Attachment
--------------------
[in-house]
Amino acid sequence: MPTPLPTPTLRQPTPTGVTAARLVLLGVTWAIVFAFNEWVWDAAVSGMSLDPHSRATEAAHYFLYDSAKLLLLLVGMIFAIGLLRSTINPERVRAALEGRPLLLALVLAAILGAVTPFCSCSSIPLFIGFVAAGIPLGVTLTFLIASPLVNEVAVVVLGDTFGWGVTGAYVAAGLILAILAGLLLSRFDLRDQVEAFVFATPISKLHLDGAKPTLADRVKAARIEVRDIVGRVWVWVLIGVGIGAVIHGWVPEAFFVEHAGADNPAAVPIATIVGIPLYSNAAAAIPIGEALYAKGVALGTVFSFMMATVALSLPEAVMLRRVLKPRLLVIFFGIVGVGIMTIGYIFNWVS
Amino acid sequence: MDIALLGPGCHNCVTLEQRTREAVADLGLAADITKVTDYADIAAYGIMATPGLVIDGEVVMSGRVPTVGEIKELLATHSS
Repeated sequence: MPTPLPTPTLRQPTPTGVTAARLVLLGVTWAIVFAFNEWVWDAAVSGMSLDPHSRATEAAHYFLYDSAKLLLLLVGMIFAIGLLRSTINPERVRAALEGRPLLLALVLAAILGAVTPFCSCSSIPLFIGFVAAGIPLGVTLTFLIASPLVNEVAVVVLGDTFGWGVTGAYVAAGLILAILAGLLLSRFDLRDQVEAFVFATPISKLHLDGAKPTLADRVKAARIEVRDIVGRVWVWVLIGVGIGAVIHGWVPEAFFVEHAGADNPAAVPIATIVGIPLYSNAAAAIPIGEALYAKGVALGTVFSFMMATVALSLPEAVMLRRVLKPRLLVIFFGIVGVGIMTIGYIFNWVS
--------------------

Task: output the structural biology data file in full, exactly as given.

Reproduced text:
[in-house]
Amino acid sequence: MPTPLPTPTLRQPTPTGVTAARLVLLGVTWAIVFAFNEWVWDAAVSGMSLDPHSRATEAAHYFLYDSAKLLLLLVGMIFAIGLLRSTINPERVRAALEGRPLLLALVLAAILGAVTPFCSCSSIPLFIGFVAAGIPLGVTLTFLIASPLVNEVAVVVLGDTFGWGVTGAYVAAGLILAILAGLLLSRFDLRDQVEAFVFATPISKLHLDGAKPTLADRVKAARIEVRDIVGRVWVWVLIGVGIGAVIHGWVPEAFFVEHAGADNPAAVPIATIVGIPLYSNAAAAIPIGEALYAKGVALGTVFSFMMATVALSLPEAVMLRRVLKPRLLVIFFGIVGVGIMTIGYIFNWVS
Amino acid sequence: MDIALLGPGCHNCVTLEQRTREAVADLGLAADITKVTDYADIAAYGIMATPGLVIDGEVVMSGRVPTVGEIKELLATHSS
Repeated sequence: MPTPLPTPTLRQPTPTGVTAARLVLLGVTWAIVFAFNEWVWDAAVSGMSLDPHSRATEAAHYFLYDSAKLLLLLVGMIFAIGLLRSTINPERVRAALEGRPLLLALVLAAILGAVTPFCSCSSIPLFIGFVAAGIPLGVTLTFLIASPLVNEVAVVVLGDTFGWGVTGAYVAAGLILAILAGLLLSRFDLRDQVEAFVFATPISKLHLDGAKPTLADRVKAARIEVRDIVGRVWVWVLIGVGIGAVIHGWVPEAFFVEHAGADNPAAVPIATIVGIPLYSNAAAAIPIGEALYAKGVALGTVFSFMMATVALSLPEAVMLRRVLKPRLLVIFFGIVGVGIMTIGYIFNWVS